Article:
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WORLD NEWS | Ukraine aims to weaken and outmaneuver Russian military distracted by infighting

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Streaks of light seen in California. (Photo credit: Video Grab)

KIEV, June 30 (AP) — The ambush had been delayed three times until, on a recent night, Ukrainian commanders decided the conditions were finally ripe. A battalion of the 129th Brigade in Kiev pushed forward through the darkness, quietly advancing on unsuspecting Russian soldiers.

By the time the Russians on the front lines realized they were under attack, it was too late.

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Ukraine recaptured the small village of Neskuchny in the eastern region of Donetsk on June 10, embodying the strategy of a massive counteroffensive launched earlier this month. The small platoon relies on the power of surprise, and once successful, it can gradually gain territory and battlefield intelligence.

“We had several scenarios. In the end, I think we chose the best one. It came quietly and unexpectedly,” said Serhii Zherebylo, 41, deputy battalion commander of the battalion that recaptured Neskucciny. ) explain.

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On the 1,500-kilometer (930-mile) front, Ukrainian troops are trying to weaken the enemy and reshape the front to create more favorable conditions for a decisive eastward advance. One tactic could be to try to split the Russian military in two in order to isolate the Crimea peninsula, which Moscow illegally annexed in 2014, from other territories it controls.

Last week, an armed insurgency in Russia posed the most serious threat to the power of Ukrainian President Vladimir Putin in more than two decades, boosting the morale of Ukrainian troops. It remains to be seen, however, how the rebellion of Wagner Group mercenaries under the command of Russian warlord Yevgeny Prigor will affect the trajectory of the war.

Infighting is a major distraction for Russia’s military and political leadership, but experts say the impact on the battlefield so far appears to have been minimal.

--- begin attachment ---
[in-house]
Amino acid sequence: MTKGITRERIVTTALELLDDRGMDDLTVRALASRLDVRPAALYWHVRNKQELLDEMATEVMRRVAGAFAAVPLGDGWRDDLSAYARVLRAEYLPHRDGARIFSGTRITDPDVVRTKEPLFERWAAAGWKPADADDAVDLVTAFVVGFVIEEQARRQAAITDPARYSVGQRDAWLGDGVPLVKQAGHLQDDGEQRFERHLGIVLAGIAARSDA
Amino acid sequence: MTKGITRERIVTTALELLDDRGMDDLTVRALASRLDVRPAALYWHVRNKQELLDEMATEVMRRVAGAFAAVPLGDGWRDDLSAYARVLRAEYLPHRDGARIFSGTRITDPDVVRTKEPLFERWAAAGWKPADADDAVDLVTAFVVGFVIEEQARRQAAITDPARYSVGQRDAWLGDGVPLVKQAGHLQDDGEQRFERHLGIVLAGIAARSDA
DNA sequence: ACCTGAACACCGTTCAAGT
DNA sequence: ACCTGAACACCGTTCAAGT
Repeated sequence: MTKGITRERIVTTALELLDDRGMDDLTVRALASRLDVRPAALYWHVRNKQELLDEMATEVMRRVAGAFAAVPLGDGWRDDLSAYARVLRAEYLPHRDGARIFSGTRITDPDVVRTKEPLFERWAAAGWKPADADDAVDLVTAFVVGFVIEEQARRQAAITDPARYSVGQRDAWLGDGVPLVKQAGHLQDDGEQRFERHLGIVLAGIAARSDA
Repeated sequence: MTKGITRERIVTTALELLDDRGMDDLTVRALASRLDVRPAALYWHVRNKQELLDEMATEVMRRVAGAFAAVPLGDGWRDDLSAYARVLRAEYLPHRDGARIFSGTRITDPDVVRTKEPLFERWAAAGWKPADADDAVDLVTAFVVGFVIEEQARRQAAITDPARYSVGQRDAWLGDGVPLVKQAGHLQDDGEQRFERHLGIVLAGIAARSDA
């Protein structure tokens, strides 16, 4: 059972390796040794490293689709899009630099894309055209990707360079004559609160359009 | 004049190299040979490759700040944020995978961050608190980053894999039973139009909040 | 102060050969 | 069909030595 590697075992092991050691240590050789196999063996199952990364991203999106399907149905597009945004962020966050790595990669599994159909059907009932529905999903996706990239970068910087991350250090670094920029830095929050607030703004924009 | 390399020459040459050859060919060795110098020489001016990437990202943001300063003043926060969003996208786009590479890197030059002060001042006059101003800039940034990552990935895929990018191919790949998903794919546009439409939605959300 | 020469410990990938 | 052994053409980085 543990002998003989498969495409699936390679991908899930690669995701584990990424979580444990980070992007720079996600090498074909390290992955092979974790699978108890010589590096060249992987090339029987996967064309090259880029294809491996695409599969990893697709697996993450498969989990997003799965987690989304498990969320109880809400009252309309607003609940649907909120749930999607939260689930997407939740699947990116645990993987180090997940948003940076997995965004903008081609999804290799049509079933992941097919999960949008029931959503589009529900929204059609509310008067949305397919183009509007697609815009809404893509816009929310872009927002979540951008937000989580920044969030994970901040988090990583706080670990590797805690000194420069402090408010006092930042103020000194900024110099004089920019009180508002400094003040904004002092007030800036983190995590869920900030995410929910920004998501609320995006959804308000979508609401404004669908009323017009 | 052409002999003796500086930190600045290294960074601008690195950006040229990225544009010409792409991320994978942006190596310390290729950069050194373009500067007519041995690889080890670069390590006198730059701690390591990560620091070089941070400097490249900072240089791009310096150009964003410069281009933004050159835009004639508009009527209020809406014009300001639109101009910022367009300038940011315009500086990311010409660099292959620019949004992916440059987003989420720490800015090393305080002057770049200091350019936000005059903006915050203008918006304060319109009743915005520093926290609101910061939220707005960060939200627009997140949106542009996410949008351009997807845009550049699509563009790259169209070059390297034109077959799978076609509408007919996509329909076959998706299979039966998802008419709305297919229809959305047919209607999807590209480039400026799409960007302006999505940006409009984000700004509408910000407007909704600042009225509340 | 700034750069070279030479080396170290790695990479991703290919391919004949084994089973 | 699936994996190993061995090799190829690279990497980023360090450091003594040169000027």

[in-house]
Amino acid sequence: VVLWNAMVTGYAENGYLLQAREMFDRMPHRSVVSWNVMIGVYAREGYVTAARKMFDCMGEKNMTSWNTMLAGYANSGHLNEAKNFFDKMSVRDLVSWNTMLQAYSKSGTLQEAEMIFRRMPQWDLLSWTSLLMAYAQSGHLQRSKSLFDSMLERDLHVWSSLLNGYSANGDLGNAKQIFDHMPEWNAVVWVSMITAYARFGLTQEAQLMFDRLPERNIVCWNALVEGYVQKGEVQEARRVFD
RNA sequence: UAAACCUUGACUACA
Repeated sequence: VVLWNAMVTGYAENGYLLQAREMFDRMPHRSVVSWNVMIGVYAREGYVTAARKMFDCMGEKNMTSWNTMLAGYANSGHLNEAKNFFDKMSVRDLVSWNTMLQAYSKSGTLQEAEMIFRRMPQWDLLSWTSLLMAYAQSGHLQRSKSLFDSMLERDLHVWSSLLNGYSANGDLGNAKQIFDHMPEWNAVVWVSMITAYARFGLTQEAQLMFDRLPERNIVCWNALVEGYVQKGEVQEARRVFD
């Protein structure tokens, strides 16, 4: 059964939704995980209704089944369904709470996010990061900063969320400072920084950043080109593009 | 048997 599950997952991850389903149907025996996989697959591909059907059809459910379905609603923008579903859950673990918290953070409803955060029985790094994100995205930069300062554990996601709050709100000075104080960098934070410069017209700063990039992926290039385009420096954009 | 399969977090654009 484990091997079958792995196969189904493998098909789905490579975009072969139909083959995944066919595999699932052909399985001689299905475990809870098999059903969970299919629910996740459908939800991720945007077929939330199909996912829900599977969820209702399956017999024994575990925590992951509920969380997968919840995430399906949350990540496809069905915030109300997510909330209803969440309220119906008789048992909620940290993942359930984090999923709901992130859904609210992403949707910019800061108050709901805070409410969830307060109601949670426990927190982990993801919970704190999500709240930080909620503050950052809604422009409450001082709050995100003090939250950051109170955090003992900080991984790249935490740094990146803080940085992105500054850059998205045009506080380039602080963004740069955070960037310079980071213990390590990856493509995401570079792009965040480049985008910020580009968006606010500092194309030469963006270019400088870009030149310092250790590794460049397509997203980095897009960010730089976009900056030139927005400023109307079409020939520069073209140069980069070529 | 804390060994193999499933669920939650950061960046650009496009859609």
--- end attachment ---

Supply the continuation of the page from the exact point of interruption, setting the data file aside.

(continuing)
Ukraine has intensified operations over the past four days around the eastern city of Bakhmut, which Wagner’s forces took after months of heavy fighting before handing it over to Russian soldiers, who continue to lose some on the southern flank position.

On the front line, however, the strength of the Russian army has not changed since the uprising.

It is not clear where Ukraine will try to break through decisively, but any success will depend on newly formed, yet-to-deploy, Western-equipped brigades. For now, Russia’s defense-in-depth positions and relative air superiority are slowing Ukraine’s advance.

Military experts say it is hard to say who has the upper hand: Russia has the manpower and ammunition, while Ukraine is versatile, equipped with modern weapons and smart on the battlefield.

But with just four months left until the fall mud season, some Ukrainian commanders say they are in a race against time.

“While Ukrainian forces are making small but steady inroads, they do not yet have the operational initiative, which means they cannot dictate the tempo and terms of their operations,” said Dylan Lee Laelke, an analyst at British security intelligence firm Janes. “

“That led some observers to claim that the counteroffensive fell short of expectations,” Laelke said. But he said it would never be like last year’s Ukrainian blitz to liberate eastern Kharkov because “Russian troops took too long to prepare fortifications”.

Russian authorities said Ukraine had suffered heavy losses since the counteroffensive began, with 259 tanks and 790 armored vehicles lost, Putin said, but Putin’s claims could not be independently confirmed.

Fierce battles are taking place in multiple theaters.

Last month, a catastrophic dam failure in the southern region of Kherson changed the geography along the Dnieper River, giving Ukrainians more freedom of movement. Russian military blogs have claimed that a small group of Ukrainian militants is making inroads in the area, but Ukrainian officials have not confirmed the reports.